Safe Islands … for now

The United Nations has 193 members. 175 of these countries have confirmed cases of the Coronavirus. This leaves 18 countries — plus a few territories and dependencies — which are not yet infected with Covid-19.

These 18 uninfected countries include 20 or so Pacific islands. These islands are small and isolated. They have few mineral resources. The islanders survive on a little bit of tourism and what their children send back from jobs overseas. The Solomon Islands is the most populous with 650,000 residents. Only 1,620 live in Niue. In all, there are almost 2 million people living on these virus-free islands.

In February, when the first news of Covid-19 was reported, these islands imposed severe travel restrictions. By closing their doors to international travelers, they prevented the arrival of Covid-19. I was the last tourist allowed to deplane in Kosrae. After that, United Airlines cut its island-hopper service, This week, I received the following Level 4 Travel Advisory from the US Embassy:

U.S. citizens who live in the United States should arrange for immediate return, unless they are prepared to remain abroad for an indefinite period. U.S. citizens who are considering returning to the United States should work with United Airlines to make travel arrangements while flights are still available. There is an April 13 flight with seats available. The U.S. government’s ability to arrange dedicated repatriation flights is not sustainable indefinitely.

Once again, I must choose between staying in Kosrae or leaving. I’ve followed the news about the shutdown in the US. Friends and family have emailed stories about sheltering at home. I’ve reviewed every country’s travel restrictions. My traveling days are over — at least for a while. I emailed the US Embassy that I’m going to stay.

With no Covid-19, life in Kosrae is somewhat normal. This week was Kosrae’s annual Cultural Festival, an event with a parade that shows off local traditions and culture. About a quarter of the island’s residents turned out to say hi to each other, see one another’s growing children, exchange fruits for fish, and show off their new pickup trucks.

The parade was held in front of the high school gymnasium. The pickup trucks were decorated with flowers, bananas, fish and coconuts. Children and their parents waved and threw flowers, bananas and fish to the spectators. (It’s bad enough to be hit by a fish. I’m glad they weren’t throwing coconuts!) After the parade, whatever was left was bartered or sold. I was sorry to see a Green turtle hanging on the fishmonger’s truck. There was also music, free soup and drinks.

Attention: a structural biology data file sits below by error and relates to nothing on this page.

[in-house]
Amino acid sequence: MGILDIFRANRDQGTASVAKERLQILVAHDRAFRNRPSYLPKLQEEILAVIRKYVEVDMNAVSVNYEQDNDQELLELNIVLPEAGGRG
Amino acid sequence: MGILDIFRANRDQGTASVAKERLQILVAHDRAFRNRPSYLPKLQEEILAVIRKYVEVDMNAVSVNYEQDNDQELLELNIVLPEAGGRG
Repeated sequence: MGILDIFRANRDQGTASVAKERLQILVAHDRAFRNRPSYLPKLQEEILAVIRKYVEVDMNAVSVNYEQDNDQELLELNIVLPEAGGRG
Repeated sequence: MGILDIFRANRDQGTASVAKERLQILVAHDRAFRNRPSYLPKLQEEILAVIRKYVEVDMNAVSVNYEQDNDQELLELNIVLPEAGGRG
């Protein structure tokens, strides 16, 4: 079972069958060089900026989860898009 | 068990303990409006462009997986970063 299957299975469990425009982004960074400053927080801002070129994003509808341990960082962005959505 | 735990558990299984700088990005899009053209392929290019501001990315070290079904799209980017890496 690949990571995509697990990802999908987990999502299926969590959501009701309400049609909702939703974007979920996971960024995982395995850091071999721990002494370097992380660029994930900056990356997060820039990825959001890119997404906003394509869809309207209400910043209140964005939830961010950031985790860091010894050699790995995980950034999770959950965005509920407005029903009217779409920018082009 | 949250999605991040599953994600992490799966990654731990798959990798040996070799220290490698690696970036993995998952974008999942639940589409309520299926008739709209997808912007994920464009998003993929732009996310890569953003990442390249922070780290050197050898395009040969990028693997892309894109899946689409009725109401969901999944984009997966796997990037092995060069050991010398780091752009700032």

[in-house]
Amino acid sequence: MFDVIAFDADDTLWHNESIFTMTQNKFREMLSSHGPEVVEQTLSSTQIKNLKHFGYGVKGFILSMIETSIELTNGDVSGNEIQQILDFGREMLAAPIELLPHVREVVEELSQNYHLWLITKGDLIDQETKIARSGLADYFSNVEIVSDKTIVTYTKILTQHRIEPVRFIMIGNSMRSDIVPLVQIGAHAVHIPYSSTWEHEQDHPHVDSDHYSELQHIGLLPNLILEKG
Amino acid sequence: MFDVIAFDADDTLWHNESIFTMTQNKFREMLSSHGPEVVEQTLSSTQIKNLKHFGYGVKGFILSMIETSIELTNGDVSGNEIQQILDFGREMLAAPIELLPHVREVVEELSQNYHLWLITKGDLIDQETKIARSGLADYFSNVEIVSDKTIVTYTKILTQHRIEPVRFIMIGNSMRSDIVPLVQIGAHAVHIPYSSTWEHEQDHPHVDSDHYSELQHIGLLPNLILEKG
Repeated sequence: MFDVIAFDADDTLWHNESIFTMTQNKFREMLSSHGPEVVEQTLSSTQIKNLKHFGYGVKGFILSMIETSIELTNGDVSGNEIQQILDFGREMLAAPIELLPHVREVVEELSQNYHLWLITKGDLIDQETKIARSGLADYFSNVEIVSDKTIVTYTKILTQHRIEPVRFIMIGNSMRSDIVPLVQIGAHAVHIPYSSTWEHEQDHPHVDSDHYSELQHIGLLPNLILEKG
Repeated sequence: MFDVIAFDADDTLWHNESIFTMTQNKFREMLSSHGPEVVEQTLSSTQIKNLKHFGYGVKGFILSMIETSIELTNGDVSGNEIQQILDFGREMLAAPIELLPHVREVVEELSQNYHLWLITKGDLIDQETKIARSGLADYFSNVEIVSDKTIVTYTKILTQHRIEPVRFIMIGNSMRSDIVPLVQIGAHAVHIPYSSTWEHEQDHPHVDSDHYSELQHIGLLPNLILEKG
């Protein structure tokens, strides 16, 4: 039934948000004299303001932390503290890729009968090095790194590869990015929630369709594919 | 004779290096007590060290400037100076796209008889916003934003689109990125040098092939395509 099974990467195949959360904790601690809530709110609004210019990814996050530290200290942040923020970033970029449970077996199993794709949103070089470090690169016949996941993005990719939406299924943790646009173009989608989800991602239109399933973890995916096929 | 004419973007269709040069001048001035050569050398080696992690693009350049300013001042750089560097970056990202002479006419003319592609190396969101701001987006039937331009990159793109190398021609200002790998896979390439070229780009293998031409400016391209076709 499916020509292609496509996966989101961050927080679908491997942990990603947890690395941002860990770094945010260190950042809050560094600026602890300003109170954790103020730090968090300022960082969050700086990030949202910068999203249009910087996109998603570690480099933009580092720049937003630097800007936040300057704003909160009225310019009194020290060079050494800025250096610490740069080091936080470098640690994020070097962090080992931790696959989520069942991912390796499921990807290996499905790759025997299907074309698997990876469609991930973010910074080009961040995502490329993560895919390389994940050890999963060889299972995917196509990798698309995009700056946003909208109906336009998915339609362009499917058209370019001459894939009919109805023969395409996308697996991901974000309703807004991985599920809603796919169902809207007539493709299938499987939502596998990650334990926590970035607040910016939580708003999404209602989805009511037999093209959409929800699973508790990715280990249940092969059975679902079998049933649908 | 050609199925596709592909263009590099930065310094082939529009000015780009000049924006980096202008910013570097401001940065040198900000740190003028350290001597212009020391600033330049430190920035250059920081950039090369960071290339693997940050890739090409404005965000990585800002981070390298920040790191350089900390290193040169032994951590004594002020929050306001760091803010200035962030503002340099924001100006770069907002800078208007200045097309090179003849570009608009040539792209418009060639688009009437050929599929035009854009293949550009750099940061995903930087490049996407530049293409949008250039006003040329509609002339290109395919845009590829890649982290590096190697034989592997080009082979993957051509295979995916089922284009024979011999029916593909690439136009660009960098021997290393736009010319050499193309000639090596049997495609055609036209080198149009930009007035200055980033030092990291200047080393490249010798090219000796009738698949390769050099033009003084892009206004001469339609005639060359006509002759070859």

To stay busy and to make myself useful, I volunteer at the high school. Last week, I took the junior class on a field trip to Wiya Bird Cave. Here they learned how this lava tube was formed and all about the Swiftlets that live here.

Other field trips have included visits to the last Ka (Terminalia carolinensis) Forest in the world and some of the remnants of Japan’s occupation and defense of this island during World War II.

Several readers of this blog have asked for some basic information about Kosrae, which I’ll include here:

  • Population: 6,600. There are an additional 7,000 Kosraeans living abroad, mostly in the US.
  • Area: 110 km2, about the same size as the city of San Francisco
  • Highest point: Mt. Finkol at 634 metres (2,080 feet)
  • Religion: Mostly Christian, with a few Muslims
  • Currency: US dollar. Credit cards are accepted and ATMs are available
  • Nearest populated island: Pohnpei, 554 km (344 miles) from here
  • Most famous person: Pirate Bully Hayes (1827-77) whose treasure is still buried here somewhere
  • Visa requirements: US passport holders can stay here as long as they like, be legally employed, and own a business. The only thing I can’t do is buy land.
  • Language: Kosaean is unique to this island. It wasn’t documented in written form until the 1970s. If I learn to speak this language, I’ll be able to converse with about 9000 other people worldwide. Fortunately, English is also widely spoken here.

Kosrae is remote and isolated, but also friendly and beautiful. Until the Coronavirus gets here — and it probably will — this will be a good place to live, work and play. There’re many people whom I’d like to share this place with. Unfortunately, that’s impossible given the current travel bans on entering Micronesia. So, I’m going to be here alone for a while. How long? I don’t know.

I will close for now with this thought: Shakespeare composed some of his most enduring work, including King Lear, during the plague of 1605 and 1606. Newton discovered gravity and invented calculus under quarantine. With the resources of the internet, I hope that everyone who is sheltering at home can find a way to be creative and productive during this time. It’s the only way to stay sane.

Peace, blessings and good health to all. May this crisis end soon, Until then, may you enjoy being with loved ones. I miss you all.